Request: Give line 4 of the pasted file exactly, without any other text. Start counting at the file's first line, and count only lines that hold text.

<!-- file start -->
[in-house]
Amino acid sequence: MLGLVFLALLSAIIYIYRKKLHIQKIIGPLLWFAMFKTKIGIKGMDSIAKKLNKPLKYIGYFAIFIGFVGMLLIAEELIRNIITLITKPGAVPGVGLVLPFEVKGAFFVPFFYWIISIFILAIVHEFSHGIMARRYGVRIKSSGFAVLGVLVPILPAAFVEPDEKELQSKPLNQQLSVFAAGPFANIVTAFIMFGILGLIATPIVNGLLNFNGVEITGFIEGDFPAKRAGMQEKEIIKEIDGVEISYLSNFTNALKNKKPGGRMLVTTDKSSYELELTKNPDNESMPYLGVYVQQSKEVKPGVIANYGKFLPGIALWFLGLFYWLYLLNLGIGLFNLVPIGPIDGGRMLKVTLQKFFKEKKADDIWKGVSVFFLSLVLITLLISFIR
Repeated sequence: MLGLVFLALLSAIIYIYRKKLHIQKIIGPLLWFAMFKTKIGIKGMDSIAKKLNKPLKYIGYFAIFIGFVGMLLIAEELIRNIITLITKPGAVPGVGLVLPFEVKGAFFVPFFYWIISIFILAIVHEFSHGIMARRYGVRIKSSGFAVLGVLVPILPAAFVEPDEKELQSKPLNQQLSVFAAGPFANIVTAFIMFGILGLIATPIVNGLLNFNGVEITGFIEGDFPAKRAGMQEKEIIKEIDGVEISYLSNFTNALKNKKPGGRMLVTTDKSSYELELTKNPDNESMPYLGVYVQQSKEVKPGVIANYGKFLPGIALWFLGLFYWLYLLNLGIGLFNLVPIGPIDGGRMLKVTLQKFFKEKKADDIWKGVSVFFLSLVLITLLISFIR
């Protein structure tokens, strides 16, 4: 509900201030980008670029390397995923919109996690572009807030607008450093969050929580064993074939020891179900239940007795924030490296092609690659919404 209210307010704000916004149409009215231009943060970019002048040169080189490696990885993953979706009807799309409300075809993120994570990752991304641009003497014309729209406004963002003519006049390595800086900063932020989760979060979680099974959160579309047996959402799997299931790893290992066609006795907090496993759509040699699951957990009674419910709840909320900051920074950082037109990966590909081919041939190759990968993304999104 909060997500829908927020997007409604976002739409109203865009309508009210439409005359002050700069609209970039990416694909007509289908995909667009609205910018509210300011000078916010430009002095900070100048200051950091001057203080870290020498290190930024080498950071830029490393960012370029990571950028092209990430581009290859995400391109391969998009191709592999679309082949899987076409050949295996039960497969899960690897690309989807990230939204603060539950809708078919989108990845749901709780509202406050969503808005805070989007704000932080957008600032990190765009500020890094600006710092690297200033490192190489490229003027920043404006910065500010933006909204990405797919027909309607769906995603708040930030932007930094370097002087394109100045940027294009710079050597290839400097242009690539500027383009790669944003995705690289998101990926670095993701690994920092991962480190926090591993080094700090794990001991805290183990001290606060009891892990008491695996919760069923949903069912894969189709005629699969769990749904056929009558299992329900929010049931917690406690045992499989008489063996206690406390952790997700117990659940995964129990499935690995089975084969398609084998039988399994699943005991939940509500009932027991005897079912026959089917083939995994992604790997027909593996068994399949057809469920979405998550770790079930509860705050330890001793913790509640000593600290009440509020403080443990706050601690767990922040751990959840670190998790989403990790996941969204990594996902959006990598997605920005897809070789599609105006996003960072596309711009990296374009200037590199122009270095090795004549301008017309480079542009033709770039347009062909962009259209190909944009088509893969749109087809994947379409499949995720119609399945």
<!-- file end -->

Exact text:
């Protein structure tokens, strides 16, 4: 509900201030980008670029390397995923919109996690572009807030607008450093969050929580064993074939020891179900239940007795924030490296092609690659919404 209210307010704000916004149409009215231009943060970019002048040169080189490696990885993953979706009807799309409300075809993120994570990752991304641009003497014309729209406004963002003519006049390595800086900063932020989760979060979680099974959160579309047996959402799997299931790893290992066609006795907090496993759509040699699951957990009674419910709840909320900051920074950082037109990966590909081919041939190759990968993304999104 909060997500829908927020997007409604976002739409109203865009309508009210439409005359002050700069609209970039990416694909007509289908995909667009609205910018509210300011000078916010430009002095900070100048200051950091001057203080870290020498290190930024080498950071830029490393960012370029990571950028092209990430581009290859995400391109391969998009191709592999679309082949899987076409050949295996039960497969899960690897690309989807990230939204603060539950809708078919989108990845749901709780509202406050969503808005805070989007704000932080957008600032990190765009500020890094600006710092690297200033490192190489490229003027920043404006910065500010933006909204990405797919027909309607769906995603708040930030932007930094370097002087394109100045940027294009710079050597290839400097242009690539500027383009790669944003995705690289998101990926670095993701690994920092991962480190926090591993080094700090794990001991805290183990001290606060009891892990008491695996919760069923949903069912894969189709005629699969769990749904056929009558299992329900929010049931917690406690045992499989008489063996206690406390952790997700117990659940995964129990499935690995089975084969398609084998039988399994699943005991939940509500009932027991005897079912026959089917083939995994992604790997027909593996068994399949057809469920979405998550770790079930509860705050330890001793913790509640000593600290009440509020403080443990706050601690767990922040751990959840670190998790989403990790996941969204990594996902959006990598997605920005897809070789599609105006996003960072596309711009990296374009200037590199122009270095090795004549301008017309480079542009033709770039347009062909962009259209190909944009088509893969749109087809994947379409499949995720119609399945």